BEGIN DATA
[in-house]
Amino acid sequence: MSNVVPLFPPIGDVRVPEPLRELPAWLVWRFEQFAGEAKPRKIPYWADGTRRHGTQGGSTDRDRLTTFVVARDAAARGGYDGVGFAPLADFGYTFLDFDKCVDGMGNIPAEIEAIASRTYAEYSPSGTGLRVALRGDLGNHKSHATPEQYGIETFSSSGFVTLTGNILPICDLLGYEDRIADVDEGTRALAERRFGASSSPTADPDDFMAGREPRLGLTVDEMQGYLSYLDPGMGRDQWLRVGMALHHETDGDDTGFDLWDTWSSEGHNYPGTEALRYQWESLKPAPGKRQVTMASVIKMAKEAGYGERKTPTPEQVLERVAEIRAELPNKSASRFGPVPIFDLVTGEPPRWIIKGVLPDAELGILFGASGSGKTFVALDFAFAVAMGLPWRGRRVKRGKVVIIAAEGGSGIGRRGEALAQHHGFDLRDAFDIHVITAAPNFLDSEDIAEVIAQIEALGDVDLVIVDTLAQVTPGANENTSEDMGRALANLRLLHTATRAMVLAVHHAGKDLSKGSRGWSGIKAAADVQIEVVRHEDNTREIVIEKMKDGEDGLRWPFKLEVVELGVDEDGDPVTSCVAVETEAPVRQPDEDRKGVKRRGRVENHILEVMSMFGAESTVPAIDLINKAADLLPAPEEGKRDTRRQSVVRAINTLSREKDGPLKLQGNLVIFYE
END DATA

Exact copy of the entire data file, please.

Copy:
[in-house]
Amino acid sequence: MSNVVPLFPPIGDVRVPEPLRELPAWLVWRFEQFAGEAKPRKIPYWADGTRRHGTQGGSTDRDRLTTFVVARDAAARGGYDGVGFAPLADFGYTFLDFDKCVDGMGNIPAEIEAIASRTYAEYSPSGTGLRVALRGDLGNHKSHATPEQYGIETFSSSGFVTLTGNILPICDLLGYEDRIADVDEGTRALAERRFGASSSPTADPDDFMAGREPRLGLTVDEMQGYLSYLDPGMGRDQWLRVGMALHHETDGDDTGFDLWDTWSSEGHNYPGTEALRYQWESLKPAPGKRQVTMASVIKMAKEAGYGERKTPTPEQVLERVAEIRAELPNKSASRFGPVPIFDLVTGEPPRWIIKGVLPDAELGILFGASGSGKTFVALDFAFAVAMGLPWRGRRVKRGKVVIIAAEGGSGIGRRGEALAQHHGFDLRDAFDIHVITAAPNFLDSEDIAEVIAQIEALGDVDLVIVDTLAQVTPGANENTSEDMGRALANLRLLHTATRAMVLAVHHAGKDLSKGSRGWSGIKAAADVQIEVVRHEDNTREIVIEKMKDGEDGLRWPFKLEVVELGVDEDGDPVTSCVAVETEAPVRQPDEDRKGVKRRGRVENHILEVMSMFGAESTVPAIDLINKAADLLPAPEEGKRDTRRQSVVRAINTLSREKDGPLKLQGNLVIFYE